Deleterious effects of phosphate on vascular and endothelial function via disruption to the nitric oxide pathway

Stevens, K., Denby, L., Patel, R. K., Mark, P. B. , Kettlewell, S., Smith, G. L. , Clancy, M. J., Delles, C. and Jardine, A. G. (2017) Deleterious effects of phosphate on vascular and endothelial function via disruption to the nitric oxide pathway. Nephrology Dialysis Transplantation, 32(10), pp. 1617-1627. (doi: 10.1093/ndt/gfw252) (PMID:27448672) (PMCID:PMC5837731)

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Background: Hyperphosphataemia is an independent risk factor for accelerated cardiovascular disease in chronic kidney disease (CKD), although the mechanism for this is poorly understood. We investigated the effects of sustained exposure to a high-phosphate environment on endothelial function in cellular and preclinical models, as well as in human subjects. Methods: Resistance vessels from rats and humans (± CKD) were incubated in a normal (1.18 mM) or high (2.5 mM) phosphate concentration solution and cells were cultured in normal- (0.5 mM) or high-phosphate (3 mM) concentration media. A single-blind crossover study was performed in healthy volunteers, receiving phosphate supplements or a phosphate binder (lanthanum), and endothelial function measured was by flow-mediated dilatation. Results: Endothelium-dependent vasodilatation was impaired when resistance vessels were exposed to high phosphate; this could be reversed in the presence of a phosphodiesterase-5-inhibitor. Vessels from patients with CKD relaxed normally when incubated in normal-phosphate conditions, suggesting that the detrimental effects of phosphate may be reversible. Exposure to high-phosphate disrupted the whole nitric oxide pathway with reduced nitric oxide and cyclic guanosine monophosphate production and total and phospho endothelial nitric oxide synthase expression. In humans, endothelial function was reduced by chronic phosphate loading independent of serum phosphate, but was associated with higher urinary phosphate excretion and serum fibroblast growth factor 23. Conclusions: These directly detrimental effects of phosphate, independent of other factors in the uraemic environment, may explain the increased cardiovascular risk associated with phosphate in CKD.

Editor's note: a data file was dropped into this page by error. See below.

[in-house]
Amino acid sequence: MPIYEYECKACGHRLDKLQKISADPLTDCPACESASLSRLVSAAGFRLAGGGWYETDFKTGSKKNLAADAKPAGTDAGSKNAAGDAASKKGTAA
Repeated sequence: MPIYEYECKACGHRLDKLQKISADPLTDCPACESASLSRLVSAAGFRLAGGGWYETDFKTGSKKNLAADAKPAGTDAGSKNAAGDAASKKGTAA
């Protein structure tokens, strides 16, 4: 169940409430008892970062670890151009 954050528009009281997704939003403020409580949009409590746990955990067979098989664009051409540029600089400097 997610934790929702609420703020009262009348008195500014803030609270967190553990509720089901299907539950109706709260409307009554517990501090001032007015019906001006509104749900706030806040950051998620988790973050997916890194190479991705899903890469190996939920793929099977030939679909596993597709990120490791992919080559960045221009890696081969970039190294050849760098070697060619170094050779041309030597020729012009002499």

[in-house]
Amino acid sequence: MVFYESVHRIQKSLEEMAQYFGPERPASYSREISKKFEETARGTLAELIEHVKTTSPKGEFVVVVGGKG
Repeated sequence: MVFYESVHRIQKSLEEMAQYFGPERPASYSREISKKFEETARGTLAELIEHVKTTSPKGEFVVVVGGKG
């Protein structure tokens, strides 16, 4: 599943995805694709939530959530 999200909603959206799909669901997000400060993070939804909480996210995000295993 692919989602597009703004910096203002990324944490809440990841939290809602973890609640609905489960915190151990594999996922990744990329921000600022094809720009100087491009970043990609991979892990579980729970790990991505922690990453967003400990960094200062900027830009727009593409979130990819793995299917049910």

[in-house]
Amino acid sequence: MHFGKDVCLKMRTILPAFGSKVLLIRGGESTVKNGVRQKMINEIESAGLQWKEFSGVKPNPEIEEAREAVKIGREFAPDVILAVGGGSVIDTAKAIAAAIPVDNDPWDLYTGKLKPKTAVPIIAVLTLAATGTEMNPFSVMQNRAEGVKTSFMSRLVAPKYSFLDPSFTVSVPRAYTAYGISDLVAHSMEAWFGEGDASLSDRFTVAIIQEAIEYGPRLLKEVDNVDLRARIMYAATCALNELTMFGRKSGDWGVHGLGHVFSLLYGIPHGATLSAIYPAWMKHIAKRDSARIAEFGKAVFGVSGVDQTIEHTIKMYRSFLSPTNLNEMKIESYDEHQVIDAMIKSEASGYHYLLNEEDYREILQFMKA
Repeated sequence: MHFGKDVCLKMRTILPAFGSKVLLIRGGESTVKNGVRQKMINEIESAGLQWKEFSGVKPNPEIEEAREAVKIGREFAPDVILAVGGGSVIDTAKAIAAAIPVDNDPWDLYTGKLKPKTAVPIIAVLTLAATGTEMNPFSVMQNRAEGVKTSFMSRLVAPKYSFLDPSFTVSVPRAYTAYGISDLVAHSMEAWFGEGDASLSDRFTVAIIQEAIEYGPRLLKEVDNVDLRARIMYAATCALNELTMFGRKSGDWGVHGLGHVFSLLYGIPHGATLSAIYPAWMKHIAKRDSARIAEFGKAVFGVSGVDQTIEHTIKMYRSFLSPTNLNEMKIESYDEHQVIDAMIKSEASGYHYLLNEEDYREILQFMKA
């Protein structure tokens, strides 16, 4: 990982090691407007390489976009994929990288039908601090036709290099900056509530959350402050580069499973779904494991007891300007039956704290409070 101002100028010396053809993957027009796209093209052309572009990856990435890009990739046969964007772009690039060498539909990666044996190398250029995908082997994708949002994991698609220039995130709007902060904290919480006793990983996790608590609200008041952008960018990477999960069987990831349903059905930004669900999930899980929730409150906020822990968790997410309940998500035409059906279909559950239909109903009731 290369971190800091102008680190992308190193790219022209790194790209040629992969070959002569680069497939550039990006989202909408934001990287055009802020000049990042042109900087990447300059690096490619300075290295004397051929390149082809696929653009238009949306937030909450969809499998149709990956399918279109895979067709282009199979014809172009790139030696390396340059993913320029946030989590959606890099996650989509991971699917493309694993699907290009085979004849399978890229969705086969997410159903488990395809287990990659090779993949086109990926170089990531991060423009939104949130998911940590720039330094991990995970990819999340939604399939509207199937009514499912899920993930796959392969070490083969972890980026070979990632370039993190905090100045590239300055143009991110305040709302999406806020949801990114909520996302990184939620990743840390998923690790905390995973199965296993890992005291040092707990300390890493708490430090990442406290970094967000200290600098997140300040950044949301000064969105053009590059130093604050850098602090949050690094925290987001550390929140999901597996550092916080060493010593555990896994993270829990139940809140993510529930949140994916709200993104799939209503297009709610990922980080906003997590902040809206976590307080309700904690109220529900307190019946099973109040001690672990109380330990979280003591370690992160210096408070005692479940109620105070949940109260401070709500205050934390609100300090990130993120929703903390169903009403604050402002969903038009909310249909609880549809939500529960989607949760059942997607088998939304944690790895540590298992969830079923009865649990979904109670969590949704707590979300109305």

Item Type:Articles
Glasgow Author(s) Enlighten ID:Patel, Dr Rajan and Smith, Professor Godfrey and Stevens, Dr Kathryn and Kettlewell, Dr Sarah and Clancy, Mr Marc and Mark, Professor Patrick and Denby, Dr Laura and Delles, Professor Christian and Jardine, Professor Alan
Authors: Stevens, K., Denby, L., Patel, R. K., Mark, P. B., Kettlewell, S., Smith, G. L., Clancy, M. J., Delles, C., and Jardine, A. G.
College/School:College of Medical Veterinary and Life Sciences > School of Cardiovascular & Metabolic Health
College of Medical Veterinary and Life Sciences > School of Medicine, Dentistry & Nursing
Journal Name:Nephrology Dialysis Transplantation
Publisher:Oxford University Press
ISSN (Online):1460-2385
Published Online:21 July 2016
Copyright Holders:Copyright © 2016 The Author
First Published:First published in Nephrology Dialysis Transplantation 32(10):1617-1627
Publisher Policy:Reproduced under a Creative Commons License
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Project CodeAward NoProject NamePrincipal InvestigatorFunder's NameFunder RefLead Dept
566621Serum phosphate as a cardiovascular risk factor: effects on vascular and endothelial functionKathryn StevensBritish Heart Foundation (BHF)FS/12/28/29417RI CARDIOVASCULAR & MEDICAL SCIENCES